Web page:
CSE 452 Programming Languages

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					Functional Programming

         Part 2
                          Outline

Previous lecture
   Functional Programming Lecture
   LISP
   Some basics of Scheme


Today’s lecture
   More on Scheme
      determine the meaning of scheme expressions by developing
       a precise model for interpreting them
          model: Substitution Model
      Linear recursive, Linear iterative, Tree recursive processes
           Scheme Expressions

Primitive expression
   Example: Numbers


Compound expression
   Combination of primitive expressions
     (+ 123 456)


When you type an expression, the Scheme
 interpreter responds by displaying the result of its
 evaluating that expression
        Scheme combinations
Expressions formed by delimiting a list of
 expressions within parentheses in order to
 denote procedure application

       (fun op1 op2 op3 …)

   delimited by parentheses
   first element is the Operator
   the rest are Operands
     Some simple combinations
(+ 2 3)
(- 4 1)
(+ 2 3 4)
(abs -7)
(abs (+ (- x1 x2) (- y1 y2)))
                  Meaning?
What does a scheme expression mean?
How do we know what value will be calculated by
 an expression?

  (abs (+ (- x1 x2) (- y1 y2)))
            Substitution Model
To evaluate a scheme expression:
  1.   Evaluate each of the operands
  2.   Evaluate the operator
  3.   Apply the operator to the evaluated operands


               2            1

            (fun op1 op2 op3 …)


                        3
    Example of expression
        evaluation

               (+ 3 (* 4 5) )



operator

           operand 1
                         operand 2
         Example of expression
             evaluation
example: (+ 3 (* 4 5))
   evaluate 3  3
   evaluate (* 4 5)
        evaluate 4  4
        evaluate 5  5
        evaluate *  * (multiplication)
        apply * to 4, 5  20
   evaluate +  +    (addition)
   apply + to 3, 20  23
         Primitive expressions
Numbers evaluate to themselves
  • 105  105


Primitive procedures evaluate to their
 corresponding internal procedures
  • +, -, *, /, abs …
  • e.g. “+” evaluates to the procedure that adds numbers
    together
               Another example
(+ 3 (- 4 (* 5 (expt 2 2))))
    evaluate 3  3
    evaluate (- 4 (* 5 (expt 2 2)))
       evaluate 4  4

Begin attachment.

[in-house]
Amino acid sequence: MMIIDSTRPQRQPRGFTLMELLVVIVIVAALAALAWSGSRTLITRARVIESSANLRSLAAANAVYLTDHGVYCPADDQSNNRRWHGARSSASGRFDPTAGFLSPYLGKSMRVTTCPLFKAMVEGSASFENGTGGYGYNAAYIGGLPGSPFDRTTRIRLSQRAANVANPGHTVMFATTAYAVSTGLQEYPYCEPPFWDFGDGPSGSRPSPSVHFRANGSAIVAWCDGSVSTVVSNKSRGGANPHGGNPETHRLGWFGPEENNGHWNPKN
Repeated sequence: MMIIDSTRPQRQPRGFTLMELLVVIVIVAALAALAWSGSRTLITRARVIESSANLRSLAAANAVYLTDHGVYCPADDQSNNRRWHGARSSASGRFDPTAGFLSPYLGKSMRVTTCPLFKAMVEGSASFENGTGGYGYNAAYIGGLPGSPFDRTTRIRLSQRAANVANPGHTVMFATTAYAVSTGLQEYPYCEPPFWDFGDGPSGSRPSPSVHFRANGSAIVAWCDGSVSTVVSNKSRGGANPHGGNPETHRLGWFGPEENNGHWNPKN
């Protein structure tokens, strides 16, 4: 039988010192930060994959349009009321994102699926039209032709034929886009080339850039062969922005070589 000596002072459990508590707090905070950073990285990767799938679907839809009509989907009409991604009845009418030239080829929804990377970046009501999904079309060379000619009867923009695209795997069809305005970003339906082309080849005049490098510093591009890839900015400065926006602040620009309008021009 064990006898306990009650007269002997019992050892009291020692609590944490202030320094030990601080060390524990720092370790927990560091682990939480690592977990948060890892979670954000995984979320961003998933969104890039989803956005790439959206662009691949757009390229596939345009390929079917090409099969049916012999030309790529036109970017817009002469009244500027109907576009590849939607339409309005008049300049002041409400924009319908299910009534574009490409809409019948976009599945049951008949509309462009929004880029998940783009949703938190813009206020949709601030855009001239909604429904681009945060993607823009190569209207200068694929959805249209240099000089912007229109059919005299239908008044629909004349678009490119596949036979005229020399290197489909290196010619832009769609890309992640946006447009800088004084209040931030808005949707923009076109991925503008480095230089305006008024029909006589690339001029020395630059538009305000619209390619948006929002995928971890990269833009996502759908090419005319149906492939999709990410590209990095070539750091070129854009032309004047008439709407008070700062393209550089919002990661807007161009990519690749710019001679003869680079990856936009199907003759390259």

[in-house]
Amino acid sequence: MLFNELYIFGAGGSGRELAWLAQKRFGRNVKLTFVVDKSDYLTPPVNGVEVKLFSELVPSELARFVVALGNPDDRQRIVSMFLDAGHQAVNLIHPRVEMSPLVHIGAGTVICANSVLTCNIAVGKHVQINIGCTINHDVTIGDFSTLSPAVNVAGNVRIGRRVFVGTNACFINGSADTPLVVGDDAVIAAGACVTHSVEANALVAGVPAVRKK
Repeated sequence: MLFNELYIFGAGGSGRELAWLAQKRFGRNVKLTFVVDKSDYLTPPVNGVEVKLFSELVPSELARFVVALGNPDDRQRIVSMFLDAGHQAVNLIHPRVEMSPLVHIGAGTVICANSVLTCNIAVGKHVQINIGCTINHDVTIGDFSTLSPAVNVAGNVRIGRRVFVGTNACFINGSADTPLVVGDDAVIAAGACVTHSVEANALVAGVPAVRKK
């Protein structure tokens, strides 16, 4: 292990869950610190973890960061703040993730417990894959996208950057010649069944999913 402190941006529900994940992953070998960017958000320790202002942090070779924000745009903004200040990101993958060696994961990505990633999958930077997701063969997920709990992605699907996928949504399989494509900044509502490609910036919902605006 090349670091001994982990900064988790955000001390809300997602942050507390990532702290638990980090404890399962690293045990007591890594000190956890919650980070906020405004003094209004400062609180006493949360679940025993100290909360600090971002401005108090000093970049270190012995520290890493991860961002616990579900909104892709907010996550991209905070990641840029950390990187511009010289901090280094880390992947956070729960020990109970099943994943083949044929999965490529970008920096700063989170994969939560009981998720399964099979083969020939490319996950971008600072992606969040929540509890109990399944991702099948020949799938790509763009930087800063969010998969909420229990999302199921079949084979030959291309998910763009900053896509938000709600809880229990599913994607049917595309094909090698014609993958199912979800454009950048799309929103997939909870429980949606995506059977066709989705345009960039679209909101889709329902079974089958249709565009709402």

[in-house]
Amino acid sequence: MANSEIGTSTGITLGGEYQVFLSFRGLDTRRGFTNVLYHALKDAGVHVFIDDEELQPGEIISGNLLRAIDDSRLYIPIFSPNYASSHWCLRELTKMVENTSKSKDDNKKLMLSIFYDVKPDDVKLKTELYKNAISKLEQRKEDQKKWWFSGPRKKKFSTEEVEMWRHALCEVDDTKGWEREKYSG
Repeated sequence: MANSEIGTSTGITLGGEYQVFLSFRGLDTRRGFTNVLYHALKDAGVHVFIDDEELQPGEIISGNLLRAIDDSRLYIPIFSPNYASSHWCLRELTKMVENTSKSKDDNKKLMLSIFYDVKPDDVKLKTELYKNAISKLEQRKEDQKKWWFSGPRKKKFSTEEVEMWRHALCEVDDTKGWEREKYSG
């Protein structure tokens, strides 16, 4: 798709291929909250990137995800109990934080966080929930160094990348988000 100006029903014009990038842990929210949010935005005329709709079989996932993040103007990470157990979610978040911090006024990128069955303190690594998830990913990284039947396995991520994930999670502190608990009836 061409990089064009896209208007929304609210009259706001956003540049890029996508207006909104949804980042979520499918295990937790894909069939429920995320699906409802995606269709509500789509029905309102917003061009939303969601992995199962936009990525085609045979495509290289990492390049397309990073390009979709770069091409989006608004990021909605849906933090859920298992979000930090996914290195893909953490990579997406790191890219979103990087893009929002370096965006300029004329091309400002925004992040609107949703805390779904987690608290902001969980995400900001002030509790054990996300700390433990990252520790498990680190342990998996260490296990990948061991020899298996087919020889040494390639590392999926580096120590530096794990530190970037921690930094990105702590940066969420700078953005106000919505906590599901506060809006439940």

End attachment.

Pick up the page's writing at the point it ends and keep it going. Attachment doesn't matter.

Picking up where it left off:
 evaluate (* 5 (expt 2 2))        Note:
           evaluate 5  5
                                         Operator evaluation
           evaluate (expt 2 2)
              • evaluate 2  2
                                         step was skipped
              • evaluate 2  2
              • apply expt to 2, 2  4
           apply * to 5, 4  20
       apply – to 4, 20  -16
    apply + to 3, -16  -13
     Evaluation with variables
Association between a variable and its value
   (define X 3)


To evaluate a variable:
   look up the value associated with the variable
      e.g., X has the value of 3
   and replace the variable with its value
  Simple expression evaluation
(define X 3)
(define Y 4)
(+ X Y)
   evaluate X  3
   evaluate Y  4
   evaluate +  [primitive procedure +]
   apply + to 3, 4  7
                   Special forms
There are a few special forms which do not
 evaluate in quite the same way as we’ve
 described

define is one of them
   (define X 3)
   We do not evaluate X before applying define to X and
    3
   Instead, we simply
      evaluate the second argument (3)
      Associate the second argument (3) to the first argument (X)
         Lambda Expressions
lambda is also a special form:
   Result of a lambda is always a function
  We do not evaluate its contents
     just “save them for later”
Scheme function definition

 A(r)= pi * r2
                       body of function


 (define A (lambda (r) (* pi (expt r 2))))




 argument(s)                 a function
               Evaluate lambda
(define A (lambda (r) (* pi (expt r 2))))

    evaluate (lambda (r) (* pi (expt r 2)))
       create procedure with one argument r and body (* pi (expt r 2))


    create association between A and the new procedure
       Evaluate a function call
To evaluate a function call:
 [use the standard rule]
   evaluate the arguments
   apply the function to the (evaluated) arguments


To apply a function call:
   Substitute each argument with its corresponding value
    everywhere in the function body
   Evaluate the resulting expression
                      Example 1
(define f
             (lambda (x)
                     (+ x 1)))

Evaluate (f 2)
   evaluate 2  2
   evaluate f  (lambda (x) (+ x 1))
   apply (lambda (x) (+ x 1)) to 2
      Substitute 2 for x in the expression (+ x 1)  (+ 2 1)
      Evaluate (+ 2 1)  3
                       Example 2
(define f (lambda (x y)
                  (+ (* 3 x) (* -4 y) 2))))

Evaluate (f 3 2)
    evaluate 3  3
    evaluate 2  2
    evaluate f  (lambda (x y) (+ (* 3 x) (* -4 y) 2))
    apply (lambda (x y) …) to 3, 2
       Substitute 3 for x, 2 for y